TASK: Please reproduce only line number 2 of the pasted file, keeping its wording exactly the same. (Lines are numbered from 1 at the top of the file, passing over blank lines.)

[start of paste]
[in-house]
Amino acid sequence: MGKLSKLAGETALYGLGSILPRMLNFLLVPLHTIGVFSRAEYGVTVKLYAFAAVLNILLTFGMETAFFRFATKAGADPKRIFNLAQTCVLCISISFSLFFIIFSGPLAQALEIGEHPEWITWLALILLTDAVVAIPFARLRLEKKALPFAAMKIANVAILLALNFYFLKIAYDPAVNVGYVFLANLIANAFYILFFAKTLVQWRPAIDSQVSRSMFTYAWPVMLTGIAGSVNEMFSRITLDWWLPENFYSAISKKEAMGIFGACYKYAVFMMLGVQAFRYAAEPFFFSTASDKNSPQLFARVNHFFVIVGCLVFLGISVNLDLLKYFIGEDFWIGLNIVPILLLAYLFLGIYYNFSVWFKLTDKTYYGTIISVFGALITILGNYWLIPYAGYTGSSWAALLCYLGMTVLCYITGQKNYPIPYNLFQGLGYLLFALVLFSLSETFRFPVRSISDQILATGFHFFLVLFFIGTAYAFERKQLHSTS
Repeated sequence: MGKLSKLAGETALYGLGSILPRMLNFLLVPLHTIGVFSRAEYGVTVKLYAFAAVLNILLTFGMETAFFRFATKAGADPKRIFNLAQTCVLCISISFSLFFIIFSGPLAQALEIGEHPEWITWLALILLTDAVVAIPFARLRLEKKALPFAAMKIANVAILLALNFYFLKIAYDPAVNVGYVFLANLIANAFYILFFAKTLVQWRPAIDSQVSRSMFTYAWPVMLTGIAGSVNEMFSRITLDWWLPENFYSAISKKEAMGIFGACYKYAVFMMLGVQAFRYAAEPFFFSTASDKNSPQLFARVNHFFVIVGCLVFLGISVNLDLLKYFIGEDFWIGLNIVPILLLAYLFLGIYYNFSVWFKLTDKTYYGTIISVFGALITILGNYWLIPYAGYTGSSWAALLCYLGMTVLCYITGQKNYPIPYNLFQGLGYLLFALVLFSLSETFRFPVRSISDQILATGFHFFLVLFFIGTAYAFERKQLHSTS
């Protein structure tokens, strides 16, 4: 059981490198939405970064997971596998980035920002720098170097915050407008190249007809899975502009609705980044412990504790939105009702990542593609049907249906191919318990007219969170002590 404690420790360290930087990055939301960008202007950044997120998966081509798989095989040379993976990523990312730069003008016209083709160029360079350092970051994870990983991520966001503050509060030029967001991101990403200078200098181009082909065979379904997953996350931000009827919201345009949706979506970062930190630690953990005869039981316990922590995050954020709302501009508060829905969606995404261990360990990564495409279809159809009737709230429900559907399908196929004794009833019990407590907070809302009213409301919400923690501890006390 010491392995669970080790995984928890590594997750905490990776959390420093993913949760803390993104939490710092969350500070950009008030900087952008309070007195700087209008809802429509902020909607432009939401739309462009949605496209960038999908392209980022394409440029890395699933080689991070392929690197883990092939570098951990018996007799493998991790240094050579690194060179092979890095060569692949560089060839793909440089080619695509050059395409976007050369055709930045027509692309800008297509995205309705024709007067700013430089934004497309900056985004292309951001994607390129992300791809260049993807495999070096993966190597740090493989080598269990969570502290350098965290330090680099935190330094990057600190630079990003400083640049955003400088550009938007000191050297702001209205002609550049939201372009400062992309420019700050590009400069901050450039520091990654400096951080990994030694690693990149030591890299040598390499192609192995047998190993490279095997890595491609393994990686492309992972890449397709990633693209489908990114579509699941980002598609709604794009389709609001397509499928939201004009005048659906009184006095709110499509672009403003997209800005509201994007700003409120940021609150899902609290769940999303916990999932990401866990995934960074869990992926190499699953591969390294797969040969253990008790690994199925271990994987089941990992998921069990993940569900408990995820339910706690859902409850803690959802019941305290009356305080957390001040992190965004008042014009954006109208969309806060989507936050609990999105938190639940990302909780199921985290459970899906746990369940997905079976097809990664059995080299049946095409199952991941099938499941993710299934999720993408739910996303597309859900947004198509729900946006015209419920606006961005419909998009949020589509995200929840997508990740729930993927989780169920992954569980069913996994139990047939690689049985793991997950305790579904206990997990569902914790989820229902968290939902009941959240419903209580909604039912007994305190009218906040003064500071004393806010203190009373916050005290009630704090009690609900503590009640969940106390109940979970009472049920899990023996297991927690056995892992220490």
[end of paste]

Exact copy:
Amino acid sequence: MGKLSKLAGETALYGLGSILPRMLNFLLVPLHTIGVFSRAEYGVTVKLYAFAAVLNILLTFGMETAFFRFATKAGADPKRIFNLAQTCVLCISISFSLFFIIFSGPLAQALEIGEHPEWITWLALILLTDAVVAIPFARLRLEKKALPFAAMKIANVAILLALNFYFLKIAYDPAVNVGYVFLANLIANAFYILFFAKTLVQWRPAIDSQVSRSMFTYAWPVMLTGIAGSVNEMFSRITLDWWLPENFYSAISKKEAMGIFGACYKYAVFMMLGVQAFRYAAEPFFFSTASDKNSPQLFARVNHFFVIVGCLVFLGISVNLDLLKYFIGEDFWIGLNIVPILLLAYLFLGIYYNFSVWFKLTDKTYYGTIISVFGALITILGNYWLIPYAGYTGSSWAALLCYLGMTVLCYITGQKNYPIPYNLFQGLGYLLFALVLFSLSETFRFPVRSISDQILATGFHFFLVLFFIGTAYAFERKQLHSTS